Randall Parker said at June 2, 2011 9:01 PM:


How is higher atmospheric CO2 not going to shift the pH of the ocean toward a lower number? You aren't addressing the key fact: More atmospheric CO2 raises the partial pressure of CO2 and therefore raises the amount of CO2 dissolved in the ocean and therefore increases ocean acidification.

Bruce said at June 3, 2011 9:23 AM:

Randall, most of us are tired of the scare stories that have proven to be false. Sea level will rise 1000mm in 100 years and it hasn't gone up in the last 7 years .... etc etc.

The University of Colorada data shows a miniscule rise in the last 7 years.

Third measurement in 2004 - 2004.0630 27.604mm
Third measurement in 2011 - 2011.0673 30.809mm

3.2mm in 7 years.

All I know is ... predictions of doom (that never come true) make me think AGW proponents are all charlatans.

anonyq said at June 4, 2011 6:14 PM:


How is Sea level expected to rise? every year the same rise or first slow and then fast. I bet you have read up on it and can give us the answer so we know if it will be 1 meter or 5cm in a 100 year

Hamid Khan said at June 7, 2011 11:07 AM:

Life in the oceans evolved under a regime of much higher CO2 levels. The white cliffs of Dover testify to what sea life did to far more massive quantities of CO2 than modern humans will ever see or could ever produce.

Sea life has no trouble dealing with CO2. But if you dump concentrated sulfuric or hydrochloric acid into a seawater aquarium, the organisms are apt to behave in unnatural ways. Sadly, that is the level of sophistication of much of "acid ocean" research.

The modern science of ocean acidification is dependent upon sources of funding and publication which are oriented toward an alarmist vision of human caused calamity. Like a pendulum, these biases tend to swing back and forth, exposing science as being yet another imperfect human enterprise at the mercy of fashion and funding flows.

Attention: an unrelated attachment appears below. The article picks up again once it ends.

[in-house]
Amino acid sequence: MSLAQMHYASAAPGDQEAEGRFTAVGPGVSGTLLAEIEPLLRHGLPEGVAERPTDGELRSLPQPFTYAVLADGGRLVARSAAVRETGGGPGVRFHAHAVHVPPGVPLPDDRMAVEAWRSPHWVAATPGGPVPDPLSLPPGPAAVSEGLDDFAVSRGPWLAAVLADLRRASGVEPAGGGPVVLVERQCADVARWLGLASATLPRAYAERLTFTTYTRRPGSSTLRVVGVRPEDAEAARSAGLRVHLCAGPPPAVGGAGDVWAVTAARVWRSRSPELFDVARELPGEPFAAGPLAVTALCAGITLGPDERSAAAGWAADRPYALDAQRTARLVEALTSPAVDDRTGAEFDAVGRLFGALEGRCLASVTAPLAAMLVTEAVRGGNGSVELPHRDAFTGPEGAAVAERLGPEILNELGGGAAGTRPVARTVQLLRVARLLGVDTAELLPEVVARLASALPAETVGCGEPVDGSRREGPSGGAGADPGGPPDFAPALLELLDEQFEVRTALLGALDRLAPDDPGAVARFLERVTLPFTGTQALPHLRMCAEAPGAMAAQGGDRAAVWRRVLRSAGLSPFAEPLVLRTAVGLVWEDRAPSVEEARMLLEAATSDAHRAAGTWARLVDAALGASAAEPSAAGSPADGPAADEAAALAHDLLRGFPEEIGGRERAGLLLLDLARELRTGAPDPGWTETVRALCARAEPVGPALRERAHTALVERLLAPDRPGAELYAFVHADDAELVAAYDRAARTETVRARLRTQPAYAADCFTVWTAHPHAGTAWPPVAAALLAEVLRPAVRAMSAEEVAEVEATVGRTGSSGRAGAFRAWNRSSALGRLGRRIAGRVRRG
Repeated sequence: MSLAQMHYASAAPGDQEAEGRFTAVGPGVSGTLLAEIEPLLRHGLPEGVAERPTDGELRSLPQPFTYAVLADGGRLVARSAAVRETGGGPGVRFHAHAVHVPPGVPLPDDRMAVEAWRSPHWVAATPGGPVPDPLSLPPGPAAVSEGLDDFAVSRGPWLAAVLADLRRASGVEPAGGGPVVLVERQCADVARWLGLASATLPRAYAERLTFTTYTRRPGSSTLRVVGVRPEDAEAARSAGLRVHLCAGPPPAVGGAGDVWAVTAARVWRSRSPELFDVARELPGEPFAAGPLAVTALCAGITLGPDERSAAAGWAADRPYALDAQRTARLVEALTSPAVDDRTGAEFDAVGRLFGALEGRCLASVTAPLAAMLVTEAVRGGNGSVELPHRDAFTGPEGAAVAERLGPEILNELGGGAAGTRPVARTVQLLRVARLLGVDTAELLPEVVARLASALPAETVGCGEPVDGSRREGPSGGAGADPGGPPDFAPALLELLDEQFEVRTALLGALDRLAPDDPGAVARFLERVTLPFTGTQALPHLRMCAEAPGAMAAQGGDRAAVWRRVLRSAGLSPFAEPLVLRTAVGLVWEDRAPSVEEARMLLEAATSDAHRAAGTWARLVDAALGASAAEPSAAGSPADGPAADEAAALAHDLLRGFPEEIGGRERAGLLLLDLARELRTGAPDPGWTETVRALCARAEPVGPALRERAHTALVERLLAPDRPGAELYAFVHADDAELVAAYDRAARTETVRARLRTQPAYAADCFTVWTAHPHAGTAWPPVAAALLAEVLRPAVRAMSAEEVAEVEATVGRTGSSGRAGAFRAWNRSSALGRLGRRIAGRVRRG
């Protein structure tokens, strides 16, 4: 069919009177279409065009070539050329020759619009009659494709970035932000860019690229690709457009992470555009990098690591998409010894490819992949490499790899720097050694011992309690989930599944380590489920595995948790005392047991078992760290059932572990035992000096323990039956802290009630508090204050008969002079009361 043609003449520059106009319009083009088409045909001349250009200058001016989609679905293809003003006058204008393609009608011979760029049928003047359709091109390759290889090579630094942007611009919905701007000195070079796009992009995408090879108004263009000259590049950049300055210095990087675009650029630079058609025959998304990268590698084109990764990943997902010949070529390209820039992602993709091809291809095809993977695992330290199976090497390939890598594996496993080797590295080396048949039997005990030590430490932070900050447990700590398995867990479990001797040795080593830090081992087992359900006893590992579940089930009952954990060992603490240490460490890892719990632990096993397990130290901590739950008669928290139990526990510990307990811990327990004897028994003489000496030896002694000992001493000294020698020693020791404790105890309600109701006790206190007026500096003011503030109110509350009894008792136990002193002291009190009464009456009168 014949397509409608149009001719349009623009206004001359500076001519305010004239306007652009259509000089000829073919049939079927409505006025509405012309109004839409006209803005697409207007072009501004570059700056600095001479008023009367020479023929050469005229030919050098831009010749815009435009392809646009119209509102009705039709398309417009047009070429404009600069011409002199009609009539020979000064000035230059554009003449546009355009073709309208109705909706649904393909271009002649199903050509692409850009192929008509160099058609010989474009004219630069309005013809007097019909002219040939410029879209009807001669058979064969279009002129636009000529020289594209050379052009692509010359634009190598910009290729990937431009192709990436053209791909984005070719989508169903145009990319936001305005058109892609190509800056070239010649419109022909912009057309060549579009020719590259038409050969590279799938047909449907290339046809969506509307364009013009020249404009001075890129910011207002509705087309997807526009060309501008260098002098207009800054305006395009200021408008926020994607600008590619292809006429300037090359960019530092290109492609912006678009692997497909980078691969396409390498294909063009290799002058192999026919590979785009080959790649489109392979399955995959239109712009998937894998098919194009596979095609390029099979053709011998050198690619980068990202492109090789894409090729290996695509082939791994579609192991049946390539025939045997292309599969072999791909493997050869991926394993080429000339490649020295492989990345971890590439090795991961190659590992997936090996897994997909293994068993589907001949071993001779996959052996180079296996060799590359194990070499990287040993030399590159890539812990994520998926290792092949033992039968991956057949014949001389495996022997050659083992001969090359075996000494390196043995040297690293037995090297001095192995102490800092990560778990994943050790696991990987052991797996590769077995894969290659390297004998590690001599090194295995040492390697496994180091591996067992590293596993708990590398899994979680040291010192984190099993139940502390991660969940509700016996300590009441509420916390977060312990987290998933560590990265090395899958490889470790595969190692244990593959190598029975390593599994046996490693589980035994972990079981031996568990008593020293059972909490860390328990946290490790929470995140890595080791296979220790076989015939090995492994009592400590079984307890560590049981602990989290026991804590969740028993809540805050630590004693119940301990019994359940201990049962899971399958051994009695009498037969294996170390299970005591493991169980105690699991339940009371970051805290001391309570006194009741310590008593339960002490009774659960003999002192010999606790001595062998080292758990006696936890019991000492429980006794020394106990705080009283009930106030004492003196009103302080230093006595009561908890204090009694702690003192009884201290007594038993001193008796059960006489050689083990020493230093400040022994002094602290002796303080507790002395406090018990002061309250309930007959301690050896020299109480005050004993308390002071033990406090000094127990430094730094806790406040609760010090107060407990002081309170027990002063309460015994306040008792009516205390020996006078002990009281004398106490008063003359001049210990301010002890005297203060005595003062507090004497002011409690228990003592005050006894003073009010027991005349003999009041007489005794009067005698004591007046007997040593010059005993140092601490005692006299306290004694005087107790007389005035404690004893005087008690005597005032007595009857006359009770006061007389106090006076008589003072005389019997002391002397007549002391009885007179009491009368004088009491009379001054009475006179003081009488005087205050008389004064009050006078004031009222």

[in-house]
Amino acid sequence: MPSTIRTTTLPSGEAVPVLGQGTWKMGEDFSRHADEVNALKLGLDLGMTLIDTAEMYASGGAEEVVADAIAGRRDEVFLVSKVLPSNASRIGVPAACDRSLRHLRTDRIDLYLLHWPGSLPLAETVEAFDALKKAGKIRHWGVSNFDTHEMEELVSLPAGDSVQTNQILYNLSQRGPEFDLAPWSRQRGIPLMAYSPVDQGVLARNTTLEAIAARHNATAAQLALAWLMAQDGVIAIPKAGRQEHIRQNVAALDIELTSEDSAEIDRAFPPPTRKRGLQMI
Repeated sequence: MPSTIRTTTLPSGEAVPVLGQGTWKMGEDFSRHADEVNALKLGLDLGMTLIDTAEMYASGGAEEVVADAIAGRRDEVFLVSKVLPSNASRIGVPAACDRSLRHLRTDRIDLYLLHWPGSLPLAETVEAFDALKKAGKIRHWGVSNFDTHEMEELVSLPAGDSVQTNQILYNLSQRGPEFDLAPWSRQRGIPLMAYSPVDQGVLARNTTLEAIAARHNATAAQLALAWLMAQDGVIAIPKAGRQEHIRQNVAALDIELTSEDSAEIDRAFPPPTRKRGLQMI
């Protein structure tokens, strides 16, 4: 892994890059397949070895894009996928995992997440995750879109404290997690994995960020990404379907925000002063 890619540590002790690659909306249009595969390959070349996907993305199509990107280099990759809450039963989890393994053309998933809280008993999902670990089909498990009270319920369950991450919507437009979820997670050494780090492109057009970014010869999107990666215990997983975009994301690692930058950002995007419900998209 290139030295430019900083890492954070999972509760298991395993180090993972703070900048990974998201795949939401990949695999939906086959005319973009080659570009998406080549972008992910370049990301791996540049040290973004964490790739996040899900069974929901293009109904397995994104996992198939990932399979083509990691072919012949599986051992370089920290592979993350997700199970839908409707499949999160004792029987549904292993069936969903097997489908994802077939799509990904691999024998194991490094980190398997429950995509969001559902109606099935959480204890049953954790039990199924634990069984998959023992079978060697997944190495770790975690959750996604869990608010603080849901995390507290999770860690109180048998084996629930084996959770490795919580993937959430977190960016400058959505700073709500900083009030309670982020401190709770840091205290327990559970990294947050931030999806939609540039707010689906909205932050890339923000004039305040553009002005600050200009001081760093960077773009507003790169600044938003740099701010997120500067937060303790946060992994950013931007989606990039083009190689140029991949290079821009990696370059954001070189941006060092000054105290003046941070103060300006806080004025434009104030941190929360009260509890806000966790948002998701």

anonyq said at June 7, 2011 6:31 PM:

Life in the oceans evolved under a regime of much higher CO2 levels and no oxygen. So if i follow your logic removing all oxygen wont trouble sea life.

Anonyqqq said at June 8, 2011 3:45 AM:

So if I also take it to your extreme, removing all CO2 levels would benefit sea life.

ArcLight said at June 8, 2011 9:06 AM:

What do they teach the anonyq's in school these days? Sures not logic! Heh heh heh

CO2 in atmosphere less than 0.04% after all the coal and oil. So where it all go? Most carbon going into rocks. Whole ocean life symbiotic chain of carbon handling.

Nobody cares what it is. Only care about using faky trump up issue to grabbing power and control.

LarryD said at June 8, 2011 2:15 PM:

Geocarb III reconstruction of CO2 100-200 mya ranges from 1000 to 2000+ ppm. Even the lower part of the error band exceeds current levels (~500 ppm 175 mya)

Plankton survived. Coral survived. In fact, coral do fine near natural CO2 vents, which demonstrates how overblown this is.

Anyone concerned ought to read up on the reconstructions of CO2, O2 and temperature over geological time. The Earths climate is not static, and "normal" isn't the in-between ice age regime we're in now.

Engineer-Poet said at June 18, 2011 4:51 AM:

More recently, the Paleocene-Eocene Thermal Maximum was associated with a huge spike in CO2 at the beginning... and a mass extinction.

There's another mass extinction going on.  If we are sufficiently careless/stupid, we can wipe out enough of our supporting web of species to include ourselves in it.

Hong said at June 21, 2011 2:17 PM:

Or it was the rapid rise in methane rather than volcanic CO2 that triggered the feedback loop. The jury is still out apparently.